'If....' is a film which argues that destruction is beautiful. It doesn't celebrate revolution because it believes in progress and the idea of a better society; it celebrates it because it destroys a society which is decadent and repressive. The film is actually suffused with a nihilistic conservatism. It wants to liberate the human through random acts of destruction and senseless violence. This is my favourite scene from the film, as it is charged with a primal and deviant sexuality.


At a time of slash-and-burn austerity, I don't understand how anyone couldn't be interested in the prospect of English devolution. I understand it even less when people argue that it creates 'weaker' states. Germany is federated and has plenty of welfare spending. This is what UK federation would bring - a bit more statism and a more vibrant economy in the north. It is an especially moot point considering that public spending has gone back to the 1930s.


The writers that literary critics prefer are the American realists. They will cream over anything that Jonathan Franzen writes. What guarantees literary quality for them is well-rounded characters and naturalistic dialogue. The underlying ideas are of no real importance. If this is your attitude - get another career! You should instead make a living out of building intricate clocks. When I read a lot of those writers I can't get over how staid and lifeless it is. I would much rather write an ambitious novel that's flawed than write an unambitious novel which is perfect.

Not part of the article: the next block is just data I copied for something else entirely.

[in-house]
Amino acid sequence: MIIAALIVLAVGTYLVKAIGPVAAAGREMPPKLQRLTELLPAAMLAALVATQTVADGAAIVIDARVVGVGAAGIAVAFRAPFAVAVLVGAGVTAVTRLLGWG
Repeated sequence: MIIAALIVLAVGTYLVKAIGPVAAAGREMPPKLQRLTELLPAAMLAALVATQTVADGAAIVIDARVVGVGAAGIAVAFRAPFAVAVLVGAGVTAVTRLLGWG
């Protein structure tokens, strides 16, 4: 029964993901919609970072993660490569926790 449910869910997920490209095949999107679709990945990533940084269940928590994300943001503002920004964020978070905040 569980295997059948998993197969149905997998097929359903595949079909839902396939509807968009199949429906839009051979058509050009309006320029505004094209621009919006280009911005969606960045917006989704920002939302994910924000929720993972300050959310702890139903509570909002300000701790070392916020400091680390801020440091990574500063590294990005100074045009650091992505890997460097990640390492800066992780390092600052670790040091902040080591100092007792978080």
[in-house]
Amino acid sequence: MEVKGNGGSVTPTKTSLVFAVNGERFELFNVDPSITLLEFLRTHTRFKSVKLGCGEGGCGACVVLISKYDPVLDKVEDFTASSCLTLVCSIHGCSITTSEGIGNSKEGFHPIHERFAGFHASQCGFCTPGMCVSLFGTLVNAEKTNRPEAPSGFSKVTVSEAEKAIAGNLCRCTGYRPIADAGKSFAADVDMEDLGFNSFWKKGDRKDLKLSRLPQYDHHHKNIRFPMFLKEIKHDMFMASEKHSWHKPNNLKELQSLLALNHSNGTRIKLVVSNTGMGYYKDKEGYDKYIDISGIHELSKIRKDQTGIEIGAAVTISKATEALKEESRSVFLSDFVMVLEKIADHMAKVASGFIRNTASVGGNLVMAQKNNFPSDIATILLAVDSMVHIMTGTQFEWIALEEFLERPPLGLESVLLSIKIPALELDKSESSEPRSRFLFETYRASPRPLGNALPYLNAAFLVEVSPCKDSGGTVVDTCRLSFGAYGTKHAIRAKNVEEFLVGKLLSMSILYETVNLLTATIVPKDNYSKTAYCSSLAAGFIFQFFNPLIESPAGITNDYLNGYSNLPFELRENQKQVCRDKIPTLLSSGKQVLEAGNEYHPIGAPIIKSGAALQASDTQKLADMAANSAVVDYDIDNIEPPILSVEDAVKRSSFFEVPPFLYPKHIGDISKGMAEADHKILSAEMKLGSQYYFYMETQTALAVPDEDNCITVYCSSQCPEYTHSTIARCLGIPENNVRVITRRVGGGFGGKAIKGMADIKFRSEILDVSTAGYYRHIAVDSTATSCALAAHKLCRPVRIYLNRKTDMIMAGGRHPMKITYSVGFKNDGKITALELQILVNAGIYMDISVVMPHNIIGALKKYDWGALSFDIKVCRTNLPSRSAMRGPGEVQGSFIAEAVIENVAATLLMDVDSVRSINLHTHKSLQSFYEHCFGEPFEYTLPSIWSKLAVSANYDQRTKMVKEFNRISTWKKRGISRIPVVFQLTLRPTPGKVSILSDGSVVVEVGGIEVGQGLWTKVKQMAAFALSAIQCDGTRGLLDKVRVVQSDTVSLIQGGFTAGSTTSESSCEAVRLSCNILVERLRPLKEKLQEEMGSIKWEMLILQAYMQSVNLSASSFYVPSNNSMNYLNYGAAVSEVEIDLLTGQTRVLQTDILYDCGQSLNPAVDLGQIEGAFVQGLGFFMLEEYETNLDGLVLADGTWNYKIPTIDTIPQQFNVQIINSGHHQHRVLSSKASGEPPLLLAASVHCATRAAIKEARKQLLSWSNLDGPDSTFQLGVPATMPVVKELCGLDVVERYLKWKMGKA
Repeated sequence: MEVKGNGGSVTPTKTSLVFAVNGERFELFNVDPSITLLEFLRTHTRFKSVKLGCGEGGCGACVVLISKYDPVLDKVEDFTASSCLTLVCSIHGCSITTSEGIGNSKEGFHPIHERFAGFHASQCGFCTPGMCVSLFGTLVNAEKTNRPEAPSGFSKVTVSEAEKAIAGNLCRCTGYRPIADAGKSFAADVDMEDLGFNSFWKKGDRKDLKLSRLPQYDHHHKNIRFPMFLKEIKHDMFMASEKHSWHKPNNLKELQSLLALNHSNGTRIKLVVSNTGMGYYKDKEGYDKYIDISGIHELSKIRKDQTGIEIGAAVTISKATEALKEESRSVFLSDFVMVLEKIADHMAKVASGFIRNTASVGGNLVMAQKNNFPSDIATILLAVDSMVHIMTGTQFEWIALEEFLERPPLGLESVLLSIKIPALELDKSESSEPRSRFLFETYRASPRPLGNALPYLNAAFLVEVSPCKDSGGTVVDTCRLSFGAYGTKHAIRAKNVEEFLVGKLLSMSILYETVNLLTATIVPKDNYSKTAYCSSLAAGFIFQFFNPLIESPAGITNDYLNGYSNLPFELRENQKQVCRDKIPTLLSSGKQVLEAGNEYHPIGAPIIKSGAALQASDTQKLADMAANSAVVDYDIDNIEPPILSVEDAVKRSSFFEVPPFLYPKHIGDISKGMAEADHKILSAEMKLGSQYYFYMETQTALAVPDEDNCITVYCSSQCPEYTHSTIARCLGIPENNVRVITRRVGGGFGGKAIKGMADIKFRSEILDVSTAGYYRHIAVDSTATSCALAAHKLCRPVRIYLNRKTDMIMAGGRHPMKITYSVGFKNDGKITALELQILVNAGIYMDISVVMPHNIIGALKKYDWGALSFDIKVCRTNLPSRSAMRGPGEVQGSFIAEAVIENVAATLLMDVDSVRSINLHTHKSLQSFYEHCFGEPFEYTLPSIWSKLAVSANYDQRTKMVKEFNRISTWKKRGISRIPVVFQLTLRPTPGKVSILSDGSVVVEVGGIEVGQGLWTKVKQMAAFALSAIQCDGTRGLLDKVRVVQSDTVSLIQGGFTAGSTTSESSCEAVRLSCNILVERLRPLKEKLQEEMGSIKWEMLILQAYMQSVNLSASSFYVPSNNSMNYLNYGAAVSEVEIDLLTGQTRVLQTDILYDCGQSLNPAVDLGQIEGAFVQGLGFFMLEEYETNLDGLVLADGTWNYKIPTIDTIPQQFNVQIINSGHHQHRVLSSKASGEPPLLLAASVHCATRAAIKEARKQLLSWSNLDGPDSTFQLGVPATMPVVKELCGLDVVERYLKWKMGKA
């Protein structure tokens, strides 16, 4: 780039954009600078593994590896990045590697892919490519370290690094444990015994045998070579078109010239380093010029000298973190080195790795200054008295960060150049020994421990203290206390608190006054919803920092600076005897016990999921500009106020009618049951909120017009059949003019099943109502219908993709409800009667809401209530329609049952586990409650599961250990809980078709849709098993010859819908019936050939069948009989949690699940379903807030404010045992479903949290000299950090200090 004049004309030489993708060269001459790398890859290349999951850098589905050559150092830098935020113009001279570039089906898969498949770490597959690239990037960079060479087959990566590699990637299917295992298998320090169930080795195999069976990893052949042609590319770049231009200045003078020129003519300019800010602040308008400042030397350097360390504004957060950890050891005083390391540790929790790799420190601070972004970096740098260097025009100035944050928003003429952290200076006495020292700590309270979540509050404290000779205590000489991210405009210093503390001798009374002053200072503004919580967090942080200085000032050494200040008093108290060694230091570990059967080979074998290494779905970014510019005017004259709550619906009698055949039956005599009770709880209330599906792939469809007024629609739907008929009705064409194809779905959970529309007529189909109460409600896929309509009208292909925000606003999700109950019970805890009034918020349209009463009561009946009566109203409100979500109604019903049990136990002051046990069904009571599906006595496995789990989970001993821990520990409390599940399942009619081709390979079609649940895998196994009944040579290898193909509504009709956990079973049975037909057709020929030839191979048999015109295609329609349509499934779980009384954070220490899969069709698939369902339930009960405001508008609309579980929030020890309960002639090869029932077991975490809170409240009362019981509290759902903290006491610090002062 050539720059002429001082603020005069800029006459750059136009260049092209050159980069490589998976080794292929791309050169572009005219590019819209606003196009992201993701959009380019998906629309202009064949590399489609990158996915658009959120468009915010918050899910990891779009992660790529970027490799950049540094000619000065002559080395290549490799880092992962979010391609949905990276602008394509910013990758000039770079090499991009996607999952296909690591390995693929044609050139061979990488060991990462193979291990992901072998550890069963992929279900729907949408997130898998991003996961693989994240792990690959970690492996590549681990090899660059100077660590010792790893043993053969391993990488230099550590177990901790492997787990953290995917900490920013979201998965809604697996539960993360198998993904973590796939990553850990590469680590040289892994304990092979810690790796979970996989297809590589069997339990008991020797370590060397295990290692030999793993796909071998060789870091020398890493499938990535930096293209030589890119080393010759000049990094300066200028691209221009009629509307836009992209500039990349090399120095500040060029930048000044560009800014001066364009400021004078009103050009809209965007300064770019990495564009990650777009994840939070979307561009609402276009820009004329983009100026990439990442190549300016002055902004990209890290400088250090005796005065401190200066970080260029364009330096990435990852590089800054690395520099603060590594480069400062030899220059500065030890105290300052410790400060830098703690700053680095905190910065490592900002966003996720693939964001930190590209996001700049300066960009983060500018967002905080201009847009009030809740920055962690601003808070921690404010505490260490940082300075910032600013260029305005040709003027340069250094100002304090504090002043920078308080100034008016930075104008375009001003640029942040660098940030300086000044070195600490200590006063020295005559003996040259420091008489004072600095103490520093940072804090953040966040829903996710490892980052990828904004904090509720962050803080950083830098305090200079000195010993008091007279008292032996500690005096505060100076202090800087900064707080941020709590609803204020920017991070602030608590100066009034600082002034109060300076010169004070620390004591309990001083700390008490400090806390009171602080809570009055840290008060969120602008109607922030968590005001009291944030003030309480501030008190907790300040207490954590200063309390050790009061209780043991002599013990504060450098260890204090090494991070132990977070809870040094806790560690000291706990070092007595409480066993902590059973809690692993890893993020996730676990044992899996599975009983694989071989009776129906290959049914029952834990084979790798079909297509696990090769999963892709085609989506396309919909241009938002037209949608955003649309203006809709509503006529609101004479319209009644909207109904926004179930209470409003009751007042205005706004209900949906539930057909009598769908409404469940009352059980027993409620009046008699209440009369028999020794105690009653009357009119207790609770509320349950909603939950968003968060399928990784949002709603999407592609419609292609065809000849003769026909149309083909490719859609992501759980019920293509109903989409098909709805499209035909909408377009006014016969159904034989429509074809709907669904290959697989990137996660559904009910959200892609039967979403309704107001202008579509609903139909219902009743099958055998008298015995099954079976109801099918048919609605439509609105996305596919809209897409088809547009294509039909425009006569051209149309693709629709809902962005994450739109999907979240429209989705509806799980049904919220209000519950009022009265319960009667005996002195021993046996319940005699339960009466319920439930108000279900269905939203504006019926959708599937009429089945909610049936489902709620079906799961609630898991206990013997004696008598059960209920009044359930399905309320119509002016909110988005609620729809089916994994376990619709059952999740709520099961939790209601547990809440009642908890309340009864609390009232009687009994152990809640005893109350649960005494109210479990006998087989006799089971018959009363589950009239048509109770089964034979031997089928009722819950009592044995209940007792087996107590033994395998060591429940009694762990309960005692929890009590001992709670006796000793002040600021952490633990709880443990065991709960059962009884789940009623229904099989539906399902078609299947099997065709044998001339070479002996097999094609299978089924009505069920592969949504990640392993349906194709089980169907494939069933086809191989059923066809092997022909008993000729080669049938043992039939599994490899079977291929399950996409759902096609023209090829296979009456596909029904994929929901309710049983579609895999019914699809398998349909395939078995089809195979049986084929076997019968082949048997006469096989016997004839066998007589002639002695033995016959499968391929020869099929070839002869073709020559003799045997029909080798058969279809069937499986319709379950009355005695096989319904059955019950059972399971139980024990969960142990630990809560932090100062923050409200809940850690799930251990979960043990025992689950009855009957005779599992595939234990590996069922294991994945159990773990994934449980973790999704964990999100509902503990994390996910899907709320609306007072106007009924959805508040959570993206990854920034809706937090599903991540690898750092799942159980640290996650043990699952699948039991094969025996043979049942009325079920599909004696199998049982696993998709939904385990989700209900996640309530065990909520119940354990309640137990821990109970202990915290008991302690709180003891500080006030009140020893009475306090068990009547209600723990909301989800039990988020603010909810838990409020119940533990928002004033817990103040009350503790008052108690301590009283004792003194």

Older ones:

I like to visit woods and cemeteries. No-one visit those places. Neo-liberalism cannot conquer those place and never will. Neo-liberalism will attract masses of people. That's why high streets in city centres are such horrific places. That's why clubs are such horrific places. That's why multiplexes are such horrific places. The places in western democracies where neo-liberalism does not pervade are barren and desolate. There has been such a fundamentalism from right-wingers that they want to privatise and commodify education and health care. You can't commodify death and you can't commodify nature. (The soviets hubristically thought that man was greater than nature. They ended up with Chernobyl.) Both nature and death greater than man. Man will never be able to transcend either. That's great. Plus, Joseph Conrad is buried in Cantererbury's cemetery. That's neat.